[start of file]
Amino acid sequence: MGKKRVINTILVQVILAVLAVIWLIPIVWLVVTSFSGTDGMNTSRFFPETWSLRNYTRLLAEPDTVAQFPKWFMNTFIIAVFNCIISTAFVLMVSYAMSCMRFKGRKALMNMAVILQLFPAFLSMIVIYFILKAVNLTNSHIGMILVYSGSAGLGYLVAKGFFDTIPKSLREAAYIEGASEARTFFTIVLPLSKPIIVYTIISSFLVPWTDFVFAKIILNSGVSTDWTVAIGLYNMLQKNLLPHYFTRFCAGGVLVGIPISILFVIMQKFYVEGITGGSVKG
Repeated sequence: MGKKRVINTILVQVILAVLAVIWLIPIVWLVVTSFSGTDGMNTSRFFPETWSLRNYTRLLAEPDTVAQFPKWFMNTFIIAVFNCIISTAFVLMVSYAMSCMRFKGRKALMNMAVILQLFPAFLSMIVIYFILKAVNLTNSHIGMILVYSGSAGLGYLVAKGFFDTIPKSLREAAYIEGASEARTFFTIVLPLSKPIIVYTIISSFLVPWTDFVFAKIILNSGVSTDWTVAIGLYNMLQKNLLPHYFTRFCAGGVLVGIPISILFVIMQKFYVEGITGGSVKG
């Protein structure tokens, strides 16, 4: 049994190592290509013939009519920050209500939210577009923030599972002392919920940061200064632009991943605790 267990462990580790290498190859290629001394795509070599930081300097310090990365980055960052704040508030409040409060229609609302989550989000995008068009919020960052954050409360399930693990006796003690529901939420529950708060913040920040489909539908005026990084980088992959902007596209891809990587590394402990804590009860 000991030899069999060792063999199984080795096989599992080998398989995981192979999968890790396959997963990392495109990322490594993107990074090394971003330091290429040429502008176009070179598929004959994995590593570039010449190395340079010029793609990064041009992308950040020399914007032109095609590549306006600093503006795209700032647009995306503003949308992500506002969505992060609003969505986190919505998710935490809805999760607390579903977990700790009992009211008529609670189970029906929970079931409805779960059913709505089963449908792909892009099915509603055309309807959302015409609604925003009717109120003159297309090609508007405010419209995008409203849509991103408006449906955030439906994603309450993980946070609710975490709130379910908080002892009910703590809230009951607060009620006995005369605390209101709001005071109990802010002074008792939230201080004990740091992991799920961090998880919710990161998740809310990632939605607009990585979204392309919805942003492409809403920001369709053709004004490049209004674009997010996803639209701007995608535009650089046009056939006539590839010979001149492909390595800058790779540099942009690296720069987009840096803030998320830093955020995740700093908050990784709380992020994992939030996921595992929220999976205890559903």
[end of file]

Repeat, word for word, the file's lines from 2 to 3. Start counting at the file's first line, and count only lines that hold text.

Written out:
Repeated sequence: MGKKRVINTILVQVILAVLAVIWLIPIVWLVVTSFSGTDGMNTSRFFPETWSLRNYTRLLAEPDTVAQFPKWFMNTFIIAVFNCIISTAFVLMVSYAMSCMRFKGRKALMNMAVILQLFPAFLSMIVIYFILKAVNLTNSHIGMILVYSGSAGLGYLVAKGFFDTIPKSLREAAYIEGASEARTFFTIVLPLSKPIIVYTIISSFLVPWTDFVFAKIILNSGVSTDWTVAIGLYNMLQKNLLPHYFTRFCAGGVLVGIPISILFVIMQKFYVEGITGGSVKG
């Protein structure tokens, strides 16, 4: 049994190592290509013939009519920050209500939210577009923030599972002392919920940061200064632009991943605790 267990462990580790290498190859290629001394795509070599930081300097310090990365980055960052704040508030409040409060229609609302989550989000995008068009919020960052954050409360399930693990006796003690529901939420529950708060913040920040489909539908005026990084980088992959902007596209891809990587590394402990804590009860 000991030899069999060792063999199984080795096989599992080998398989995981192979999968890790396959997963990392495109990322490594993107990074090394971003330091290429040429502008176009070179598929004959994995590593570039010449190395340079010029793609990064041009992308950040020399914007032109095609590549306006600093503006795209700032647009995306503003949308992500506002969505992060609003969505986190919505998710935490809805999760607390579903977990700790009992009211008529609670189970029906929970079931409805779960059913709505089963449908792909892009099915509603055309309807959302015409609604925003009717109120003159297309090609508007405010419209995008409203849509991103408006449906955030439906994603309450993980946070609710975490709130379910908080002892009910703590809230009951607060009620006995005369605390209101709001005071109990802010002074008792939230201080004990740091992991799920961090998880919710990161998740809310990632939605607009990585979204392309919805942003492409809403920001369709053709004004490049209004674009997010996803639209701007995608535009650089046009056939006539590839010979001149492909390595800058790779540099942009690296720069987009840096803030998320830093955020995740700093908050990784709380992020994992939030996921595992929220999976205890559903």